Hang ‘em out to dry

TAKE (NZ Director’s Guild Magazine)  May 2010


I’ve planted a couple of hectares of maize on the lower paddock down by the lake – it sprouted beautifully within the required 10 days – then the local clan of pukekos started pulling it out, row upon row. To them it’s a game – they started at the end of the row and methodically pull out every plant – two steps – pull – leave discarded on the dry dirt – this is not food gathering but idle play and, to put it mildly, “Its bloody annoying”.

The local Stock and Station guy got straight to the point, “shoot two of them and hang ’em on the fence.”

I immediately saw a rural image – an etching I’d seen before.

“But isn’t it against the law?” I enquired.

He held my eye with a steely stare, “…and your point is?”

Apparently a farmer with sentimental leanings is frowned upon around here… we’ve got cows to fed and milk to make, this is commerce not conservation – and just as I was about to form the thought and articulate that they are ‘such a beautiful bird’ he saved me from myself and the indignity of liberal banality.

“They’re a pest!”

I knew the conversation was over.

I then realised I was in the company of men – rural men.

I thought this sort of stuff would be good content for a rural type TV programme – you know how it goes – a ‘fish out of water’ – man from the city discovers the rural world, a ‘man alone’ struggles with the land and the concept of ‘when you have live stock you also have dead stock’ as the ‘Cocky’ up the road pointed out to me one day as we gazed out over my distant paddocks “…and you seem to have one of the latter”.

I followed his stare to a bloated ewe. “She’ll be a bit whiffy,” he said as he fired up the quad and left me with it. And yes it was, you quickly learn to dig the hole up wind of the rotting carcass, but that usually dawns upon you only after the fifth or sixth gagging experience of down wind.

I wrote up the 57 page prop for a TV series and sent it around a few folk… I got a couple of nibbles and then I got a meeting.

I flew to Auckland and met with the Producer of TV programmes… I’ve known this guy for many years, a man from my side of the tracks. We greeted each other with a ‘man hug’ (as is your wont in AK) at the prearranged café, a fashionable brassiere in fact; sunglasses and latte, delicate and expensive food, under done with a ‘just so’ jus.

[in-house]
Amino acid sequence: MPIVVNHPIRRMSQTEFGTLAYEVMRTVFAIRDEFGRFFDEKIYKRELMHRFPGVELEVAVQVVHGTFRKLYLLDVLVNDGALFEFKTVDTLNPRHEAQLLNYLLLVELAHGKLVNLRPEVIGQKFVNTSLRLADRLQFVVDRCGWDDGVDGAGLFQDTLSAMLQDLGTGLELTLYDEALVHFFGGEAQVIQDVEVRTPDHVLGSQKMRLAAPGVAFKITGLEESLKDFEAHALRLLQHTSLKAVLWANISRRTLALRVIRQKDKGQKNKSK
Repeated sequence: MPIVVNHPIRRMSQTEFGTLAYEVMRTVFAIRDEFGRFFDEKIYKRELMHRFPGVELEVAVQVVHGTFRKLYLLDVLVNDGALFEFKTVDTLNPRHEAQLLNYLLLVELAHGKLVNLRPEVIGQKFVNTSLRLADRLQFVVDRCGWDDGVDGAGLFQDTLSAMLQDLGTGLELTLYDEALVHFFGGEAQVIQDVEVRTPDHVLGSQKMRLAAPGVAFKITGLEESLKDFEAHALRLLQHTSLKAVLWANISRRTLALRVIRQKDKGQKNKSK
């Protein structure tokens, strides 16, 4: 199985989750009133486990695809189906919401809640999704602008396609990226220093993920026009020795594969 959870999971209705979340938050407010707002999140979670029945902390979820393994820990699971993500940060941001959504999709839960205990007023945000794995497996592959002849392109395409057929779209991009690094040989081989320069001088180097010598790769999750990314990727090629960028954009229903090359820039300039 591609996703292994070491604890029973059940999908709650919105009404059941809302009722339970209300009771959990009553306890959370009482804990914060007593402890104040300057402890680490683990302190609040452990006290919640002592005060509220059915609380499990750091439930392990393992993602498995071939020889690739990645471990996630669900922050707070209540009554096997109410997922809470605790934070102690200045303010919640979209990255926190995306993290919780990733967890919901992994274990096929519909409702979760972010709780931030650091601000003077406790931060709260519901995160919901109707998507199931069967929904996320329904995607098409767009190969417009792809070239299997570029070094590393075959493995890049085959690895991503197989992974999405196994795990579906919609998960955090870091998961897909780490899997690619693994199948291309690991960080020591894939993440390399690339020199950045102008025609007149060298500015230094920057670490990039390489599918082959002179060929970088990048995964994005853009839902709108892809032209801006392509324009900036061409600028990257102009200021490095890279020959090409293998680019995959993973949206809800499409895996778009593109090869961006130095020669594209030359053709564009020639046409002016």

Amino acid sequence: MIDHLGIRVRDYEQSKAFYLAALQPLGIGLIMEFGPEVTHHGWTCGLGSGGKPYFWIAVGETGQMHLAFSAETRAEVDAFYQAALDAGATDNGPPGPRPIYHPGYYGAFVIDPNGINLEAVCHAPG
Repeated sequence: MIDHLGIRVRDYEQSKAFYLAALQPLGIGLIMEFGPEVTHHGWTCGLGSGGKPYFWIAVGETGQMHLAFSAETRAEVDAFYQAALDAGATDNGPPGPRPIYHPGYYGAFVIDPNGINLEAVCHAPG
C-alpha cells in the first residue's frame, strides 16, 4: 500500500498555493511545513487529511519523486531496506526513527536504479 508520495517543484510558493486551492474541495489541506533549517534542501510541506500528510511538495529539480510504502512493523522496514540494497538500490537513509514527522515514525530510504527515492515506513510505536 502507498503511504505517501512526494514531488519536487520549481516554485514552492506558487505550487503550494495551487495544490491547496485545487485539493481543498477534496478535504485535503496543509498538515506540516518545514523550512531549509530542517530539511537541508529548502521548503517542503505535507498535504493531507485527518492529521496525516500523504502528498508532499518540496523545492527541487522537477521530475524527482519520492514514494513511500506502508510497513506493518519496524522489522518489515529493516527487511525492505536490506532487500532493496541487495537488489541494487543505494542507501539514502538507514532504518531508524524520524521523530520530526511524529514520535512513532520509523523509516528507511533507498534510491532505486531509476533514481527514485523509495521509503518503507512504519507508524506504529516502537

He liked the idea a lot… we talked more and with growing arm waving about the various episodes and the commercial potential, we even got thinking about the sequel – then he fell silent… and still – he held me with his steely eye. It cut through the enthusiasm.

“…um,” he started.

My heart raced.

And said, “Do you happen to have a really dumb version of this proposal?”

My eyes must have pleaded ‘why’ as I was lost for words.

“It’s just… well its just the programmers at TV will expect a…” his shoulders slumped forward as he couldn’t finish the sentence – he was momentarily choking on the self doubt.

I made to speak, but he quickly recovered and put me out of my misery.“…and while you’re at it you might want to see if there’s a part for a Blonde celebrity or some ‘sporty type guy’ with abs?” he held my eye, I could see the pain in his as he could probably see the hurt in mine, then he concluded without flinching. “No preferably both ‘Blonde’ and ‘Sporty’ and maybe some up-and-coming Comedian”.

I could see this man of past greatness and insight had been reduced to a beggar – He swiftly bought the meeting to a close by paying the bill and I made it back to the farm that night. Flying in above Feilding and into Palmerston North, over all that patch work of green. I gave the TV series little thought. Instead, the moment in a couple of weeks time, and how exciting my first harvest of maize was going to be, the machinery, the noise, the green prosperity flowing into the trucks – in the company of men – that’ll show those Pukeko who’s boss. When I do the figures later on I’ll work it out that I have earned less than minimum wage, but life could be worse.